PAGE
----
[Illinois] Spectral Method for Linear and Nonlinear Phenomena in Nanophotonics

By Qing Huo Liu

Duke University

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Qing H. Liu received the Ph.D. degree in electrical engineering from the University of Illinois at Urbana-Champaign in 1989. His research interests have been in computational electromagnetics and acoustics, subsurface sensing, inverse problems, biomedical imaging, simulation of photonic and high-speed electronic circuits and devices. He was a Research Assistant (September 1986 to December 1988) and then a Postdoctoral Research Associate (January 1989 to February 1990) in the Electromagnetics Laboratory at the University of Illinois at Urbana-Champaign. From 1990 to 1995 he was a Research Scientist and then Program Leader with Schlumberger-Doll Research, Ridgefield, CT. From 1996 to 1999 he as an Associate Professor at the Klipsch School of Electrical and Computer Engineering, New Mexico State University where he is now an adjunct faculty. Since June 1999 he has been with Duke University in the Department of Electrical and Computer Engineering where he is now a Full Professor.

Dr. Liu is a member of Phi Kappa Phi, Tau Beta Pi, SEG, a full member of U.S. National Committee of URSI Commissions B and F, and a Senior Member of IEEE. Currently he serves as an Associate Editor for IEEE Transactions on Geoscience and Remote Sensing and for Radio Science. He also served as a Guest Editor of a special issue on Computational Issues in Remote Sensing for the IEEE Transactions on Geoscience and Remote Sensing.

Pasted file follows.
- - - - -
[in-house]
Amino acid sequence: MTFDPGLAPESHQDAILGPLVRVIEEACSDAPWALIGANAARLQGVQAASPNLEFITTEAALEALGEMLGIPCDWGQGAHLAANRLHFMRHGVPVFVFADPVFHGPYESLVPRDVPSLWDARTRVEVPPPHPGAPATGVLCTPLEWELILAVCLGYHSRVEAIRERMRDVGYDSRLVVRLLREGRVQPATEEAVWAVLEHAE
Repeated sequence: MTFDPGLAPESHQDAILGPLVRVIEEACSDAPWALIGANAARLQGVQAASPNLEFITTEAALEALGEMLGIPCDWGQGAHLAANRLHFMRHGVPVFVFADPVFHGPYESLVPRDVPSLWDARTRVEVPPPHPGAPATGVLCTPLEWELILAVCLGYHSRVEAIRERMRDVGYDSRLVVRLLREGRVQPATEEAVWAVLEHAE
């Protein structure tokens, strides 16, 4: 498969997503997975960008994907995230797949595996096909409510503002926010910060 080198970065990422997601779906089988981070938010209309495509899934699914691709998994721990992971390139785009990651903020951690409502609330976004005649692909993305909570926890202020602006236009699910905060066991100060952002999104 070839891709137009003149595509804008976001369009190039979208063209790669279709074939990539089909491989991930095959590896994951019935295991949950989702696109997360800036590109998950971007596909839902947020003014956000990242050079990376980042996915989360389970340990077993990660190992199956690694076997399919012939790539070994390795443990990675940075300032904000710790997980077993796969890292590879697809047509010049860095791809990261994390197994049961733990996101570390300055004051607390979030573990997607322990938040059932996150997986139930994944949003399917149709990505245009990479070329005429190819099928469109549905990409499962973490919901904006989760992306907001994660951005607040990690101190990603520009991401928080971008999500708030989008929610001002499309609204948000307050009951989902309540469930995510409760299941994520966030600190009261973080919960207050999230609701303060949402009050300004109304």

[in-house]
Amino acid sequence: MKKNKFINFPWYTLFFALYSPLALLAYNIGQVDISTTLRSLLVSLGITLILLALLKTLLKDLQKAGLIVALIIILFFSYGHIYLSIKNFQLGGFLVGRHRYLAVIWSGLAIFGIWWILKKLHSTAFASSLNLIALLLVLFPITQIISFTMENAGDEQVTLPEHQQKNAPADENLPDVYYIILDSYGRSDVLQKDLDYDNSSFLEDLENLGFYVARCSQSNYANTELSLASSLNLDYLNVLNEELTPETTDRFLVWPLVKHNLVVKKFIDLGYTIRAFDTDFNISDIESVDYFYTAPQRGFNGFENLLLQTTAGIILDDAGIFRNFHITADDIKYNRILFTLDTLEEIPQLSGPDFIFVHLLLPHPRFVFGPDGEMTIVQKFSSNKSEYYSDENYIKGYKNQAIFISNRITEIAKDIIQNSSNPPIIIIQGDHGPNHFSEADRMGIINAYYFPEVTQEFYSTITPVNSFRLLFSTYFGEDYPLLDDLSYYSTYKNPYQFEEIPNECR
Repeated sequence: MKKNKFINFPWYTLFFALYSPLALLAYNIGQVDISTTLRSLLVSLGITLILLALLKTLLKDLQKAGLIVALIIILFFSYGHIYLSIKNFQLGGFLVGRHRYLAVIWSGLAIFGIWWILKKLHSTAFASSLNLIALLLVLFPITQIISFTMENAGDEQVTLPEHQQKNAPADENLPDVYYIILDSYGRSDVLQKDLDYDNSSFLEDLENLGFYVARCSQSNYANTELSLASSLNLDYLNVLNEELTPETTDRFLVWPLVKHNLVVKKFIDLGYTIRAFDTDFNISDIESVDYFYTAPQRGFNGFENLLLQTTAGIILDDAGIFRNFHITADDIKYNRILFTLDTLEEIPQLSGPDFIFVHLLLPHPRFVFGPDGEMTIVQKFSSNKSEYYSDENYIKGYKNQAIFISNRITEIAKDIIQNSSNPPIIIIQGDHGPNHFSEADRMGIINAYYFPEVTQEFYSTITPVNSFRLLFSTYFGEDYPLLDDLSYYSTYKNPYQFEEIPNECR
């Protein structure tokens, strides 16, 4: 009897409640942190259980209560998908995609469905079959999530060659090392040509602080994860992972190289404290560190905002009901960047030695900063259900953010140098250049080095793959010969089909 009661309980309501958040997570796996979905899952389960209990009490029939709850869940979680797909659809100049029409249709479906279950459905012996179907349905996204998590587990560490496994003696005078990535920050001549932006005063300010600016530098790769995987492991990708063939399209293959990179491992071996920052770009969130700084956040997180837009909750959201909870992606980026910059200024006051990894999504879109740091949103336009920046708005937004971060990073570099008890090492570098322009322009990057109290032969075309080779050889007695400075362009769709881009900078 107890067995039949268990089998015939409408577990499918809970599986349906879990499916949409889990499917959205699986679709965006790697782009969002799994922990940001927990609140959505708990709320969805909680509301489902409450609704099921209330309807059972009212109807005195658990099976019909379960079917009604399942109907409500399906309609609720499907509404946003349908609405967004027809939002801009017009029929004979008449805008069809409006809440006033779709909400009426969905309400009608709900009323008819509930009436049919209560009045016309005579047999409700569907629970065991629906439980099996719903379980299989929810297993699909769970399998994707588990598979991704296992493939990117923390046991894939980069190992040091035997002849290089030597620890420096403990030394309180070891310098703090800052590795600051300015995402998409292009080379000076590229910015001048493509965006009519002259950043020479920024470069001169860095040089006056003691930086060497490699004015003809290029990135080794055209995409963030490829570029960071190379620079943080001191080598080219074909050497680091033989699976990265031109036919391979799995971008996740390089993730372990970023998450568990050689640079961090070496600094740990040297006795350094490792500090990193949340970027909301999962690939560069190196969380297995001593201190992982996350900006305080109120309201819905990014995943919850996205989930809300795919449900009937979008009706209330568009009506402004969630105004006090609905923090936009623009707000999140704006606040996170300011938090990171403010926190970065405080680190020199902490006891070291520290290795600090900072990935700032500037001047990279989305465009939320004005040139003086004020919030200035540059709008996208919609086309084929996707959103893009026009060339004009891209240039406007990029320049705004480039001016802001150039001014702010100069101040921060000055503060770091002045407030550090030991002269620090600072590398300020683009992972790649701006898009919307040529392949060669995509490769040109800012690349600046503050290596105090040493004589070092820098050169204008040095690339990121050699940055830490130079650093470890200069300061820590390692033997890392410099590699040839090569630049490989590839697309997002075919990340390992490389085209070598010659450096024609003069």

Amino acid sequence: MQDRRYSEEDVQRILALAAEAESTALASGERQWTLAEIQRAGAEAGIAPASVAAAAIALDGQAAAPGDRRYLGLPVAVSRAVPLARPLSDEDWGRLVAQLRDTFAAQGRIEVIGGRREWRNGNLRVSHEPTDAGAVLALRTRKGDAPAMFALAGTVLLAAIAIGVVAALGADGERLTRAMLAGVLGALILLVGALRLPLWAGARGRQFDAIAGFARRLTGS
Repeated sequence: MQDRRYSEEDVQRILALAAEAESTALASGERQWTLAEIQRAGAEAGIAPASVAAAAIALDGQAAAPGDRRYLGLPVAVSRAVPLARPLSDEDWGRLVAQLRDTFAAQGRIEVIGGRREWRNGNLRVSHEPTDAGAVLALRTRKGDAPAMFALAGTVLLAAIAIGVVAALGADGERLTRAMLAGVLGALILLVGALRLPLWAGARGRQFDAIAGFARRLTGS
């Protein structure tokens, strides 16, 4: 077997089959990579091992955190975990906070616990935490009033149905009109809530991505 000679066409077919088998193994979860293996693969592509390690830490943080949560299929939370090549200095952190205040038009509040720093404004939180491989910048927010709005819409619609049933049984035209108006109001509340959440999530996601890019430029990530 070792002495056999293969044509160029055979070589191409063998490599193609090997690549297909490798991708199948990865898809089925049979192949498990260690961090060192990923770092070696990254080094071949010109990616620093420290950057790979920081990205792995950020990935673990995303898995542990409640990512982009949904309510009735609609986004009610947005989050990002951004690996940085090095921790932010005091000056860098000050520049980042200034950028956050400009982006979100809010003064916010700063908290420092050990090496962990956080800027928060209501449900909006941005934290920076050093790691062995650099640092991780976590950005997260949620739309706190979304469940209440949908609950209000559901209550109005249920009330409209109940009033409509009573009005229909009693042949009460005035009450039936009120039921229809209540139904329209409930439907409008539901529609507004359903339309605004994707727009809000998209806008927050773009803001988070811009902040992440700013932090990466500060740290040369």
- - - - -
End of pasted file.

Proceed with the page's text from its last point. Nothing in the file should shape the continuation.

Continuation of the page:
Dr. Liu received the 1996 Presidential Early Career Award for Scientists and Engineers (PECASE) from the White House National Science and Technology Council (NSTC), the 1996 Early Career Research Award from the Environmental Protection Agency, and the 1997 CAREER Award from the National Science Foundation. He is a Fellow of the IEEE and a Fellow of the Acoustical Society of America.

Cite this work

Researchers should cite this work as follows:

  • Qing Huo Liu (2014), "[Illinois] Spectral Method for Linear and Nonlinear Phenomena in Nanophotonics," http://nanohub.org/resources/21806.

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University of Illinois at Urbana-Champaign